By Wayne Karl

More condos, more bike lanes, more cyclists… is there a collision in Toronto’s future? Or are homes in the sky becoming more bike-friendly?

“I had no idea when I bought my condo that I wouldn’t be allowed to take my bike upstairs,” says John Brown (not his real name). “They forced me to park it outside. The week I moved in, it was stolen.”

It’s one example of the challenges Toronto faces — in addition to emotionally charged issues such as cars parking in bike lanes and road safety.

Bike Lanes On Queens Quay

Indeed, the cycling culture is exploding in Toronto, and the City is investing in biking infrastructure and building more dedicated bike lanes — all to encourage greener living, a healthier lifestyle and other benefits of “growing up vertical.”

But how bike-friendly are all the condos going up around the city?

Out with the old

Generally speaking, most older condos don’t allow unit owners to bring bikes into common areas such as elevators, fearing damage, wear and tear and inconvenience to other residents. Nor do they want people storing them on their balconies, for safety and aesthetic reasons.

Developers have historically dealt with bike parking by delivering only the bare minimum requirement, which is one bike space per unit, according to a City bylaw.

“Bikes are kind of the last thing on the list” when condos are designed. “They’re what you squeeze into any spare space.”

But how that’s delivered is determined by the developer. Some projects install bike racks in car parking spots, leasing them back to the owners. More complicated security systems, such as those that involve cameras, are cost-prohibitive, so stronger locks are usually the next step.

The good news is that more condo builders are coming up to speed in catering to this growing demand.

Some buildings require residents to lock their bikes outside, while others “look the other way” when residents bring their rides inside, says condo industry consultant Jeanhy Shim.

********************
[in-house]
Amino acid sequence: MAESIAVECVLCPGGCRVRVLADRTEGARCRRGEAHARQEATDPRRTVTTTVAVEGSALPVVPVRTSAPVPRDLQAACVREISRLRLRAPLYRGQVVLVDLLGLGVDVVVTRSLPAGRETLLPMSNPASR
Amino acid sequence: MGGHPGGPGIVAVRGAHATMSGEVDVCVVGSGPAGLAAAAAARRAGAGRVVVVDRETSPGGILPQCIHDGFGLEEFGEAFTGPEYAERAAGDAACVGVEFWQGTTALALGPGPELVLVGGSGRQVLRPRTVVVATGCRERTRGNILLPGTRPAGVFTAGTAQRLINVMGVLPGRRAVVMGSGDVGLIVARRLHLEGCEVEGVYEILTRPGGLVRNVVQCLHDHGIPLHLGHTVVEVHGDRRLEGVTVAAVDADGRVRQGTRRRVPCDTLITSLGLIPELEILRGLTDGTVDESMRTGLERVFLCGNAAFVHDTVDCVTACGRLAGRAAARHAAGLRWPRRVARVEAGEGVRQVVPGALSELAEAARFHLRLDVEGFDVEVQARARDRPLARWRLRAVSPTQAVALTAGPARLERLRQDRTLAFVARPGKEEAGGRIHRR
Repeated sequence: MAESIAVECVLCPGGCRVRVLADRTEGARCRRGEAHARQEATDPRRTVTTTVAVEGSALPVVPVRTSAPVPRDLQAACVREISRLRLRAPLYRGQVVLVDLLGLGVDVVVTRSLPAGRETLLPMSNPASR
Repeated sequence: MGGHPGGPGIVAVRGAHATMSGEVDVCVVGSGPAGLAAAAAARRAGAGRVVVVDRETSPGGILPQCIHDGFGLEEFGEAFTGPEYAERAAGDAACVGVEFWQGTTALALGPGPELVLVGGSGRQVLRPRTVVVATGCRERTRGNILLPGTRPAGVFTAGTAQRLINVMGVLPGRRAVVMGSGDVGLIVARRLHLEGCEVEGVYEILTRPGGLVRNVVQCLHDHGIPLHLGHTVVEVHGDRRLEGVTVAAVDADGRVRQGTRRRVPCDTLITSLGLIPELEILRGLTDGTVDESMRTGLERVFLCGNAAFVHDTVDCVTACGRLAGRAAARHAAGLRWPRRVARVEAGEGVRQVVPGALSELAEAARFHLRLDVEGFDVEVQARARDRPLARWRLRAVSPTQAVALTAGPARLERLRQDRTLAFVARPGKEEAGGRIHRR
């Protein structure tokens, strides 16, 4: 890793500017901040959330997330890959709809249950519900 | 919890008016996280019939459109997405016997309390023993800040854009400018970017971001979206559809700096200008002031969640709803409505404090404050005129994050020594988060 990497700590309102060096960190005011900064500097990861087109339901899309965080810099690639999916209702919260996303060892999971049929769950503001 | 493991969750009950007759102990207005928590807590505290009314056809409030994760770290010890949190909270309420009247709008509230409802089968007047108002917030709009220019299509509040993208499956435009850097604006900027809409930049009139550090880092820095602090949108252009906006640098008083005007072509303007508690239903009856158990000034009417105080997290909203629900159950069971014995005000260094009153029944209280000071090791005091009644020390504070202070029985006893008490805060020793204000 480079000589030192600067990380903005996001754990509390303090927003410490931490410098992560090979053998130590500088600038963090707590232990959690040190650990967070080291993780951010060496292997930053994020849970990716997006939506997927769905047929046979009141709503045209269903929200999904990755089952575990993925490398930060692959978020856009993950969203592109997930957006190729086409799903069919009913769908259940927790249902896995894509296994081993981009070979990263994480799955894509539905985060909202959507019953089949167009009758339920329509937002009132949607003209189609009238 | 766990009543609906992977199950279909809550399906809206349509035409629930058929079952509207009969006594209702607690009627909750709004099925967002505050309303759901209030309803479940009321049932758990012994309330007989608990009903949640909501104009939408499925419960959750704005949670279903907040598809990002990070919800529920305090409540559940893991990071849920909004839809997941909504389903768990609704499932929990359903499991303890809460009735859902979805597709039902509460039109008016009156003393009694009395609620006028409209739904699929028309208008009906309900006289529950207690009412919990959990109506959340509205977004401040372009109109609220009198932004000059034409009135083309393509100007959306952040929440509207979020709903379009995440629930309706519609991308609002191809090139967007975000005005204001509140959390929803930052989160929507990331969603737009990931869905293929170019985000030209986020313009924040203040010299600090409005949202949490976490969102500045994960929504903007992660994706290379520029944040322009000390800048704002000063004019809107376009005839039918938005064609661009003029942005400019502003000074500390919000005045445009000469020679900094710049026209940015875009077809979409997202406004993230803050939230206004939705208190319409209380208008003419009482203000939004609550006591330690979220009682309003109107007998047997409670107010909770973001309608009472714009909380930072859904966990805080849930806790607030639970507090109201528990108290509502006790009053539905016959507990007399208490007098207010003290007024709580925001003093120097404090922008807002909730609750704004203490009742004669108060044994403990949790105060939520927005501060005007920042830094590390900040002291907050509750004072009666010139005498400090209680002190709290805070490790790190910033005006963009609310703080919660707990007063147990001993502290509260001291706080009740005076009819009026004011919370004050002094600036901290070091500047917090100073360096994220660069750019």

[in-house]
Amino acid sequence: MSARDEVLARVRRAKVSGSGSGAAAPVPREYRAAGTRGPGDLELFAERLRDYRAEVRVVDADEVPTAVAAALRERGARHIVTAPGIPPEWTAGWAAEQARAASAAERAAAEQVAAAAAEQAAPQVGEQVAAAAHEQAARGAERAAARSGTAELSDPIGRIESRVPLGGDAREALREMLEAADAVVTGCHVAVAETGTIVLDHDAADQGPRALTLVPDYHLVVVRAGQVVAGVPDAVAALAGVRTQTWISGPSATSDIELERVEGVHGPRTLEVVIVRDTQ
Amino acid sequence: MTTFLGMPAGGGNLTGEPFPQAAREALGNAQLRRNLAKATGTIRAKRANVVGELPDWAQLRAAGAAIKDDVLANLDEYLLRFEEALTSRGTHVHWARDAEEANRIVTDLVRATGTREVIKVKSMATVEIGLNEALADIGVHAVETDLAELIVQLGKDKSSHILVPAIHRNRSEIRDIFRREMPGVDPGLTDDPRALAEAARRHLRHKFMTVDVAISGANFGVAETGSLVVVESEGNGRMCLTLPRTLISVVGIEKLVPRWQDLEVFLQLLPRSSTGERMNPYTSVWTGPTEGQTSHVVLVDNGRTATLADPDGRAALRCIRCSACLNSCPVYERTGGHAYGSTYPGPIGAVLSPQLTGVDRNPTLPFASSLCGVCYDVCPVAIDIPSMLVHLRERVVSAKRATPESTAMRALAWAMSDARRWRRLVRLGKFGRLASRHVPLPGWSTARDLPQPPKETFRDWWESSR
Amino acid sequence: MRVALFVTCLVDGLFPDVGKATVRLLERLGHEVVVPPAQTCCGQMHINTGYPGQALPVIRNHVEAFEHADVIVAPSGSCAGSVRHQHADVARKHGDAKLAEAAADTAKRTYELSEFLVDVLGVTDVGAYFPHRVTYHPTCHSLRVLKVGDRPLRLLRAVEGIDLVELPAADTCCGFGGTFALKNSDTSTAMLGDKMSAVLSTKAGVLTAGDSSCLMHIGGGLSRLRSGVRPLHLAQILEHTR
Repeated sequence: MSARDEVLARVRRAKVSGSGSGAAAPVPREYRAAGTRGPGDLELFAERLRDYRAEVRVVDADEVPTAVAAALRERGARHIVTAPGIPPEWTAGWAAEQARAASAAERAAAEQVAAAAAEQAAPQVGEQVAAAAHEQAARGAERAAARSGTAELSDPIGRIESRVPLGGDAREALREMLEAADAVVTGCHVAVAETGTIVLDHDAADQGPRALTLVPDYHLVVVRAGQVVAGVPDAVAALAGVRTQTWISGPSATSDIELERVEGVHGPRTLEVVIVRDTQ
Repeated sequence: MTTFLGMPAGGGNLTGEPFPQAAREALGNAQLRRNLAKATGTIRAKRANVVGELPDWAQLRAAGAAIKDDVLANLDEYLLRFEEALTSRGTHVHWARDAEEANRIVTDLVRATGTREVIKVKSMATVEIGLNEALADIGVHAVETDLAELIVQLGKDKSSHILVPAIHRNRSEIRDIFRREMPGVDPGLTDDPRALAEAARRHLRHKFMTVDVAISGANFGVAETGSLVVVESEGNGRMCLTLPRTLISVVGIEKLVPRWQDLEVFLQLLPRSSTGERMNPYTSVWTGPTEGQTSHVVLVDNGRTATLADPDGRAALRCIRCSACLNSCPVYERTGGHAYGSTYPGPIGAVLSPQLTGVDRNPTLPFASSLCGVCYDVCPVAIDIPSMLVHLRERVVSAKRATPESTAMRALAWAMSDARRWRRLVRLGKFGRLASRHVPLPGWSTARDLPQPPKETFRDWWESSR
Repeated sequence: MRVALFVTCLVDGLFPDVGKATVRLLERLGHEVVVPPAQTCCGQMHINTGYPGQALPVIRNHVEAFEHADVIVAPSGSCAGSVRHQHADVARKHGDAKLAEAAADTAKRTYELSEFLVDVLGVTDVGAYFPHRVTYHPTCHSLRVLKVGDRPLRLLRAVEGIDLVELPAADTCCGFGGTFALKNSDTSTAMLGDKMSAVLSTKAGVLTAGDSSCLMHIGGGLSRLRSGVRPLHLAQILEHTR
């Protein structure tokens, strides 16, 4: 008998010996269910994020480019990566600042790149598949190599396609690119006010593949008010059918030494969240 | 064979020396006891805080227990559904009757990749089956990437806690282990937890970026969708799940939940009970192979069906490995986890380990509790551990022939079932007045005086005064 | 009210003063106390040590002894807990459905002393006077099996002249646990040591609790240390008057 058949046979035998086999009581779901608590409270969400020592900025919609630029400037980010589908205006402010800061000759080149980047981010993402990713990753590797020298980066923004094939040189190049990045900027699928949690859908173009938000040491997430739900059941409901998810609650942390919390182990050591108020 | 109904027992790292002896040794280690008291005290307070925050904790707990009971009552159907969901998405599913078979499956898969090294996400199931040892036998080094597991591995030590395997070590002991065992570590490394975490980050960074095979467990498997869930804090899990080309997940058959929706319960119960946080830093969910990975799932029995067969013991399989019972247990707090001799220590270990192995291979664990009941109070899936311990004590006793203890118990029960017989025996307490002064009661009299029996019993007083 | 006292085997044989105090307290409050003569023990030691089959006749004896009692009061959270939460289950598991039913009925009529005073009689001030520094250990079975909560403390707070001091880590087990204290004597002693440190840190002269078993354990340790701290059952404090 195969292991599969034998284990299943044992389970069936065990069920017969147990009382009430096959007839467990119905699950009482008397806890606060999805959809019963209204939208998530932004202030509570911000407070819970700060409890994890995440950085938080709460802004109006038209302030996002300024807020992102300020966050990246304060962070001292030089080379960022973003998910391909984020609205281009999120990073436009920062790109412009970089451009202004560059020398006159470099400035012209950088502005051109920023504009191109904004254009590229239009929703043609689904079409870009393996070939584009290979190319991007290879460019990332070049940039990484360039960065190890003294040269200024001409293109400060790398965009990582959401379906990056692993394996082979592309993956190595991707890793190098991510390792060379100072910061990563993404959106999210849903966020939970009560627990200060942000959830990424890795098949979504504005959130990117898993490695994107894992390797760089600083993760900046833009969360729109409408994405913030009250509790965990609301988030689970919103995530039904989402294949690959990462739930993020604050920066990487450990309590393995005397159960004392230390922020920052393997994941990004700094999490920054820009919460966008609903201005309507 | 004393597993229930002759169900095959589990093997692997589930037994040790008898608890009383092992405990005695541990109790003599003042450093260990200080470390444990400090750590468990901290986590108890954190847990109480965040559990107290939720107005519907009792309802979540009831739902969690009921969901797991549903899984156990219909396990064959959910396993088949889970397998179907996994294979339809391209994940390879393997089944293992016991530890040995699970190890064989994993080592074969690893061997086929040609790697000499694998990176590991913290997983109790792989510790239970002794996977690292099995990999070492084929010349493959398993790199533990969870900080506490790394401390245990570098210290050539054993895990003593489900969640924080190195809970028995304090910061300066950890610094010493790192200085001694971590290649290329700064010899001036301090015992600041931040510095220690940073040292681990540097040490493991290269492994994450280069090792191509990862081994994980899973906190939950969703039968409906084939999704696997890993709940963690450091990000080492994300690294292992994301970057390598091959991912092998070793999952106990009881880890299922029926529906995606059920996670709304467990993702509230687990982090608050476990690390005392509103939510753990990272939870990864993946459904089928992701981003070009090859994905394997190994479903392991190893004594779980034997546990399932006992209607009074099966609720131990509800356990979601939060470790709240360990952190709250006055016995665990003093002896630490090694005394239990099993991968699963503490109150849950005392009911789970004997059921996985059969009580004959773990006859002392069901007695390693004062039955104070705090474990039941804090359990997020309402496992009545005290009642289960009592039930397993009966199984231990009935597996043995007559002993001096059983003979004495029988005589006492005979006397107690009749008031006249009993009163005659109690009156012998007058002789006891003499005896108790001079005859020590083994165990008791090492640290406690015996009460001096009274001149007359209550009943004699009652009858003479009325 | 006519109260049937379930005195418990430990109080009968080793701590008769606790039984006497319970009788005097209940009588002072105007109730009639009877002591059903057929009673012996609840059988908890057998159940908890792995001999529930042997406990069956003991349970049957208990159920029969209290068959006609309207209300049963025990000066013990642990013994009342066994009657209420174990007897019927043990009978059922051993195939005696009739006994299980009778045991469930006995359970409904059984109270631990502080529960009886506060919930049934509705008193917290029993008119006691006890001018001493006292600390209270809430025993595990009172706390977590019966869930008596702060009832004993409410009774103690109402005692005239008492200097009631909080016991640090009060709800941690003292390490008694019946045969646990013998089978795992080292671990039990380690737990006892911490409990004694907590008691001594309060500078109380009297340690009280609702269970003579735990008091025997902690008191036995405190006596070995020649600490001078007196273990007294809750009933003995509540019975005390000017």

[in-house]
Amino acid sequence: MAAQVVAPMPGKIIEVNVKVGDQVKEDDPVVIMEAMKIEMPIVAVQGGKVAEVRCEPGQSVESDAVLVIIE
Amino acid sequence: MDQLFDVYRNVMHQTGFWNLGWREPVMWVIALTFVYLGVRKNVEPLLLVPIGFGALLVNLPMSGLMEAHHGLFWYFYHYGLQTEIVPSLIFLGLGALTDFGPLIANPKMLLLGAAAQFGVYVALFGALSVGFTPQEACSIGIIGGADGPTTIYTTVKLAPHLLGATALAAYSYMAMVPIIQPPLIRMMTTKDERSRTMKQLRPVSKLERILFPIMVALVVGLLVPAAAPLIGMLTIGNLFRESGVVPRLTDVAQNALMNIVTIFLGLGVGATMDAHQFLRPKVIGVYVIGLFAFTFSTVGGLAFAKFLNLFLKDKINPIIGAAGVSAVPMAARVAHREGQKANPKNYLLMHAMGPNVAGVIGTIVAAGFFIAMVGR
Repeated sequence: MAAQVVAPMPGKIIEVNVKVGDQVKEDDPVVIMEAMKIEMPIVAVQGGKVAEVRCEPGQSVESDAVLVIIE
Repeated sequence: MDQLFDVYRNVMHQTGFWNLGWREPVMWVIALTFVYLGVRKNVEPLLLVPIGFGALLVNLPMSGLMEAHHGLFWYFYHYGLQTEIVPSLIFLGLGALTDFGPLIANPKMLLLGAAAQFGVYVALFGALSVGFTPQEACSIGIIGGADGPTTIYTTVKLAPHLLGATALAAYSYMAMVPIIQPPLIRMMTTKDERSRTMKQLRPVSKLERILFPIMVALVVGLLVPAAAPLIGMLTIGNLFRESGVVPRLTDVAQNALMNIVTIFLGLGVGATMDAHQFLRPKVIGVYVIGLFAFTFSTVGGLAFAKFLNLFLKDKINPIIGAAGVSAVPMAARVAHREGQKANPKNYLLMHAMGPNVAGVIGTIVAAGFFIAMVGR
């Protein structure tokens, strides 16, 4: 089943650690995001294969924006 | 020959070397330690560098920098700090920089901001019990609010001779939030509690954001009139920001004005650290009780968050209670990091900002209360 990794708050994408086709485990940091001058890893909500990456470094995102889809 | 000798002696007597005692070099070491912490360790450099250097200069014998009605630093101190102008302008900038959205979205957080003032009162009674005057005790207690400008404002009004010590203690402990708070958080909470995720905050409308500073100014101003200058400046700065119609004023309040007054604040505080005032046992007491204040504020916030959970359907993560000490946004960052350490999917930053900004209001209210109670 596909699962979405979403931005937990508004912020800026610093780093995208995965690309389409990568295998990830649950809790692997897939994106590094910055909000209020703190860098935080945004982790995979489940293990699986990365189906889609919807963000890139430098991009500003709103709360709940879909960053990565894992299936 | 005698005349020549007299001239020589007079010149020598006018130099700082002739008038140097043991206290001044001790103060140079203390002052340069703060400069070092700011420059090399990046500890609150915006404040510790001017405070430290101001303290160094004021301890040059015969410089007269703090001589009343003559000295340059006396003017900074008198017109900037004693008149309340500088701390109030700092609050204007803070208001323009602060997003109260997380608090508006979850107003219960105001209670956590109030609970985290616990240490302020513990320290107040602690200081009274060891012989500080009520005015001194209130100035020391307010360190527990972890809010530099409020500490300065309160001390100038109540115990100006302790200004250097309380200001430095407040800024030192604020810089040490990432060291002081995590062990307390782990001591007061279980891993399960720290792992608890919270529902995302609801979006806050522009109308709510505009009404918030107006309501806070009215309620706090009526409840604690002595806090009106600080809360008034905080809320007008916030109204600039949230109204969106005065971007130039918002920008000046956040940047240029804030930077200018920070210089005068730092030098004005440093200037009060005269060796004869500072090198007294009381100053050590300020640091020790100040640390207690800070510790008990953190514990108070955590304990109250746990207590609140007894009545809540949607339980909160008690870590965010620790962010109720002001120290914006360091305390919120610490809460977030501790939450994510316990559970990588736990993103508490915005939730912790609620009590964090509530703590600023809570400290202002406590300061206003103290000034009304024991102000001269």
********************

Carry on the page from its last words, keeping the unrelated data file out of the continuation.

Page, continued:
“Bikes are kind of the last thing on the list” when condos are designed, she adds. “They’re what you squeeze into any spare space.”

This is especially true in parking garages, where space is at a premium, not just that allotted for cars but also for mechanical and other operations.

But all of this is changing.

Developers may not be bringing bike-friendly buildings to market as fast as cycling in the city is growing (some are calling it the #SummerOfTheBike), the good news is that more condo builders are coming up to speed in catering to this growing demand.

Some builders provide access to Bike Share, itself a growing program in Toronto. Others are making bike parking a higher priority amenity, while others still are going even further.

You’ve heard of car-free buildings. How about bike-specific condos?

It’s happening.

Bicycle Parking

Bike-specific condos

Scott Shields Architects is building 24 Mercer St., a 15-storey development near King Street West and Blue Jays Way that features 12 units — with no car parking, but 30 bicycle spots. This project is slated for completion in 2020.

One of the largest bike-friendly condos is 159 SW by Alterra Group, at the southwest corner of Wellelsey and Sherbourne. This 36-storey, 360-unit building, which recently began construction and is scheduled for completion in October 2019, will have parking for less than 80 cars — but an individual bike locker for each of its 360 units.

This project comprises 98 condo units and parking spots for 117 bicycles — and zero for cars.

The building will also provide a bicycle repair area, complete with tools, and will allow owners to take their bike into their unit.

Another company, Fieldgate Urban, has a proposal before the City to build a 16-storey mixed-use building, so far called 572 Church St., reflecting its address. This project comprises 98 condo units and parking spots for 117 bicycles — and zero for cars.

“This is a walking neighbourhood. We believe there is a strong market for residential without car parking at Church and Wellesley,” David A. Mandell, vice-president, development for Fieldgate Urban, told NextHome. “We aren’t marketing it as a bike-specific condo per se, although we believe we will get attention simply due to that fact.”

If the project is approved, the company expects to begin marketing 572 Church in late winter 2018.

How bike-friendly is your condo?

So, if you’re a cyclist, before you plunk down several hundred thousand bucks on a downtown unit, you might want to ask: How bike-friendly is that condo?

Post originally published at NextHome.ca

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Source: http://www.huffingtonpost.ca/ypnexthome/forget-car-free-buildings-bike-only-condos-are-coming_a_23073532/